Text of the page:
3. The LinkedIn rule I think is very important. I heard just what you said a few years ago and I have kept that in the back of my head- if I can’t write a stellar recommendation for you, I will not accept you.

    I think that people are too ‘accept-happy’ and try to build their ‘circles’ when in reality we need to keep them close and top-notch. There is no need to flood our news feeds with content that is irrelevant to our lives, even if it was once before.

    • Thanks for reading Kari, glad the LinkedIn strategy works for you too. It’s definitely the hardest for me to let go of content that used to be relevant to my life, but may not be anymore.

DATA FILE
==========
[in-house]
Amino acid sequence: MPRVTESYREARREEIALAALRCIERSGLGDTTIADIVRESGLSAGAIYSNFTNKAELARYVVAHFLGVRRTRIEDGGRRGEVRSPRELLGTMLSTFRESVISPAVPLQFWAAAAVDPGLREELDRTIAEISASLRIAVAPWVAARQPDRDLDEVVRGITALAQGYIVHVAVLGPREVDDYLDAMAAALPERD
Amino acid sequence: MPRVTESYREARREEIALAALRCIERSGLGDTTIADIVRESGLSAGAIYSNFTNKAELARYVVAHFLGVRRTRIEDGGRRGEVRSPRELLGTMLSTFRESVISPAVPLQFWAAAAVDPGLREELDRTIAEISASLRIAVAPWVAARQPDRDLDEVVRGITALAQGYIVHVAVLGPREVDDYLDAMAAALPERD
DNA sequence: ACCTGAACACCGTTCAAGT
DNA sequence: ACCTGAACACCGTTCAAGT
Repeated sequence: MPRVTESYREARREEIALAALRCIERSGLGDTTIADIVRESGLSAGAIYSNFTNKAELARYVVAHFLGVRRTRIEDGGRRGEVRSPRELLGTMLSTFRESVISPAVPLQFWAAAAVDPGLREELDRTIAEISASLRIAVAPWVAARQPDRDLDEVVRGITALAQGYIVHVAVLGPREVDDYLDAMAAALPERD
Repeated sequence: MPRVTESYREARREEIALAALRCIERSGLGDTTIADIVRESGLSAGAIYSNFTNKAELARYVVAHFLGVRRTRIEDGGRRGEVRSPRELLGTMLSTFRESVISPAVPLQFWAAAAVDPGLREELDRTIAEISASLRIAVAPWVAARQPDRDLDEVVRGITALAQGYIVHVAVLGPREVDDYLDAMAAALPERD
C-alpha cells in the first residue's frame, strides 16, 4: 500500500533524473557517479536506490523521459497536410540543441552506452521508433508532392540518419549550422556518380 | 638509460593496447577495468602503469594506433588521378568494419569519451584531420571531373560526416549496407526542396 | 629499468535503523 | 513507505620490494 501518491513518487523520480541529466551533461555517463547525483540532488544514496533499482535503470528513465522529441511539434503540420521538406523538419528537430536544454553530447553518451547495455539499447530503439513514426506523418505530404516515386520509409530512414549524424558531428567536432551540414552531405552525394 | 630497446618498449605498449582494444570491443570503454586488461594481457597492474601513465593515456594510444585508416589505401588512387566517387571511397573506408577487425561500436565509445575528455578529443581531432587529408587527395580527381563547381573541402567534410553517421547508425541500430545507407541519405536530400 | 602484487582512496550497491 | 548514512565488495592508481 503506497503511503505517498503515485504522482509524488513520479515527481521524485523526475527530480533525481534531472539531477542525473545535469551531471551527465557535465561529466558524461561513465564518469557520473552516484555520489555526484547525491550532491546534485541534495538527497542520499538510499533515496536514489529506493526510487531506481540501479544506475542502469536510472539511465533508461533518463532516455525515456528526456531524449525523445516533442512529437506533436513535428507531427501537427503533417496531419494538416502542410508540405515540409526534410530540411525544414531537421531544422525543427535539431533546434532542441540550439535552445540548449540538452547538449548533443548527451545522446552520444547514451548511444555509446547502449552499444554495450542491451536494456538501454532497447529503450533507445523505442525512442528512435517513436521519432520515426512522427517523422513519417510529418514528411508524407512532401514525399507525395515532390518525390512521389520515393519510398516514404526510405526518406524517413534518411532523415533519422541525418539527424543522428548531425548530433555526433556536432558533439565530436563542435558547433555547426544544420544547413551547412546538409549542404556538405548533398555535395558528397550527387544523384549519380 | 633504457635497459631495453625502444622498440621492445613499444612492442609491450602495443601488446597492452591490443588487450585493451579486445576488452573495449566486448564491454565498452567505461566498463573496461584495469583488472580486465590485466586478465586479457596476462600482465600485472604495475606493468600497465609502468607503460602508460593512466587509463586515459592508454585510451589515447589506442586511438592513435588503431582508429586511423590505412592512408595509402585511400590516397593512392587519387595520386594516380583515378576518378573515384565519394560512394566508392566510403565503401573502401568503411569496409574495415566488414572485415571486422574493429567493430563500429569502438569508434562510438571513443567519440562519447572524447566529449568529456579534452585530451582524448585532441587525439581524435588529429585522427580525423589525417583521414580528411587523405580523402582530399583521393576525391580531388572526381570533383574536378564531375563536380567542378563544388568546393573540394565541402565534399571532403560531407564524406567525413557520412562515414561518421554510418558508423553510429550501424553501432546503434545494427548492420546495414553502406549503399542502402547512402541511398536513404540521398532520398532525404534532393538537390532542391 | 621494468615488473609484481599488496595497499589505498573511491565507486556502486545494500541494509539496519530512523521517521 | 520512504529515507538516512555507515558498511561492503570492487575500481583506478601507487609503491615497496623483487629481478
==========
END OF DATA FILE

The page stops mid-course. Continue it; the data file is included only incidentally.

4. I always love when you write Becca. I use the same Facebook rule when reviewing my friends list. If I only say ‘Happy Birthday’ to you once a year, (with or without an exclamation mark), there’s a high likelihood we aren’t connected on any sort of authentic level. I’ve also had to watch my Twitter lists so I’m not simply ‘drinking through a fire hose’ when I look at my feed but actually learning and, more importantly to me, initiating and having conversations that support mutual learning and growth. LinkedIn is still a bit of a mystery for me, as I’m currently using it to keep updated on the professional lives of people in my network. It’s never been about numbers for me, but I’m still struggling with how to make those connections more authentic. Thanks for sharing and keep writing! We need it!

    • Thanks Lisa. I use Tweetdeck to manage twitter, but could definitely be better about how I utilize my lists. I’d love to hear more from you on what works for you.